Unlocking Landscapes Using Locative Media.

Frears, Lucy (2016) Unlocking Landscapes Using Locative Media. Doctoral thesis, University of Arts London in partnership with Falmouth University.

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Abstract / Summary

This interdisciplinary research is situated within the practice and discourse of locative media at the confluence of art, location and technology. The practice-based research project aims to use the arts to address a crisis arising from rapid redevelopment in a marginal coastal town – Hayle, Cornwall. A recent supermarket build on a prominent Hayle heritage quay led to UNESCO’s threat to de-list the entire Cornwall and West Devon Mining Landscape World Heritage Site, awarded only in 2006. Research builds on recent findings on the link between increased sense of self and community cohesion through connection to heritage and participation in the arts. Media artists, participants and theorists have indicated that locative media experiences can promote connection to landscapes and their histories. However, these claims are unsubstantiated by empirical research to date. This research seeks to redress that through systematic analysis (unusual in the arts and therefore distinct).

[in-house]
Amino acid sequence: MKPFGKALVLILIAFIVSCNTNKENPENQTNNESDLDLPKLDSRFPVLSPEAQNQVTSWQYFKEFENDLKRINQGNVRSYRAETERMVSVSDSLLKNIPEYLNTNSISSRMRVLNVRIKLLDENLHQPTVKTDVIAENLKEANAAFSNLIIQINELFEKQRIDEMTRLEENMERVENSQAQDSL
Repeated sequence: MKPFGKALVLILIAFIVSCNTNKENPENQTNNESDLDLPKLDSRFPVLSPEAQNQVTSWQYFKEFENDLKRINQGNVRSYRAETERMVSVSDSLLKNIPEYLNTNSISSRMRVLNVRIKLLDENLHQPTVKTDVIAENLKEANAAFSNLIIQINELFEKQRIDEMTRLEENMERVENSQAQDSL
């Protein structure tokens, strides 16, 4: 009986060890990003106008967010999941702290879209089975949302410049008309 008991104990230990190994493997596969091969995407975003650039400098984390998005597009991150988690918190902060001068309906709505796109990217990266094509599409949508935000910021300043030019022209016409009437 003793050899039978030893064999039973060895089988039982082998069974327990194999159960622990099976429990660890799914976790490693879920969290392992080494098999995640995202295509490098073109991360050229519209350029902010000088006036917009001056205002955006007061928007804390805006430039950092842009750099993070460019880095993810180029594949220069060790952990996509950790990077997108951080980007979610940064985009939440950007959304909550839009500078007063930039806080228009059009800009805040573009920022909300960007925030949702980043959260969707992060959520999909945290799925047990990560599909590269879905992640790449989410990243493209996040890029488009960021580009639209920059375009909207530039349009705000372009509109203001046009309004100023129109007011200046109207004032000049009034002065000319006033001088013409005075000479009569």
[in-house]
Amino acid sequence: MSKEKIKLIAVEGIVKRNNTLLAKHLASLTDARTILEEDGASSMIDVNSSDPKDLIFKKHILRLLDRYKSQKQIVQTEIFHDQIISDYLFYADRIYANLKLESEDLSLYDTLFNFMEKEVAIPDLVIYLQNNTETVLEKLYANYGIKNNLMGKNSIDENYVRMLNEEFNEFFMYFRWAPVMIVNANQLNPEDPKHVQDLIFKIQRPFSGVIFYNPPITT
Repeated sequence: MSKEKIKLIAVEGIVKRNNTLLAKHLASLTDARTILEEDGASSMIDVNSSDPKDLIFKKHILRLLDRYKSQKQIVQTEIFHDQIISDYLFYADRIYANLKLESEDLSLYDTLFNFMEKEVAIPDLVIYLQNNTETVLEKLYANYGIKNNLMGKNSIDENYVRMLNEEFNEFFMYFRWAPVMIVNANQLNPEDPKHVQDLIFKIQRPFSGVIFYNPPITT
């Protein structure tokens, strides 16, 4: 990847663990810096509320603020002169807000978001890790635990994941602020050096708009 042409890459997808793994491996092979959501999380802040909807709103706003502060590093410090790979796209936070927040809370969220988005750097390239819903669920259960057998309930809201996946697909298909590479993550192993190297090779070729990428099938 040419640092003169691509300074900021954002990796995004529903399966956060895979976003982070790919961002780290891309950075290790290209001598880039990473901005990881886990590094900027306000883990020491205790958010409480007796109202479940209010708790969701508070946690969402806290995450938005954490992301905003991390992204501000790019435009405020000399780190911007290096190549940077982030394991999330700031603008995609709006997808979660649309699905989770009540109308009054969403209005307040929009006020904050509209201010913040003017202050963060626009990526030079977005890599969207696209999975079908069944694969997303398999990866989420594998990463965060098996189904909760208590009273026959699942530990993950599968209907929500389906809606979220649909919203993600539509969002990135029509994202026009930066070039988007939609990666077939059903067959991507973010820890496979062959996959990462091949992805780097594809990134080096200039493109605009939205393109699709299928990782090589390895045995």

The main research question posed was: Does locative media allow people to develop a deeper connection with landscape and, if so, how? A smartphone deep map app was created – an evocation of a Cornish post-industrial landscape assembled from audio memory traces, sound and visual images revealed using GPS and the moving body. The Hayle Churks app weaves past and present, absence and presence and digital content into physical place.

The Hayle Churks app is a research tool and published creative practice that received a national award in 2014. The empirical data is an original contribution to knowledge. Additional contributions include a timeline – a historical overview of the relationship between locative media art and emerging technologies and a deep map app reference tool for artists. The research explores the role of immersion and embodiment and how recording and listening to audio and voice performance affect immersion.

Item Type: Thesis (Doctoral)
Subjects: Technology > Digital Works > Apps
Geography & Environment > Cornwall
Depositing User: Lucy
Date Deposited: 06 Nov 2018 14:08
Last Modified: 06 Nov 2018 14:08
URI: http://repository.falmouth.ac.uk/id/eprint/2911

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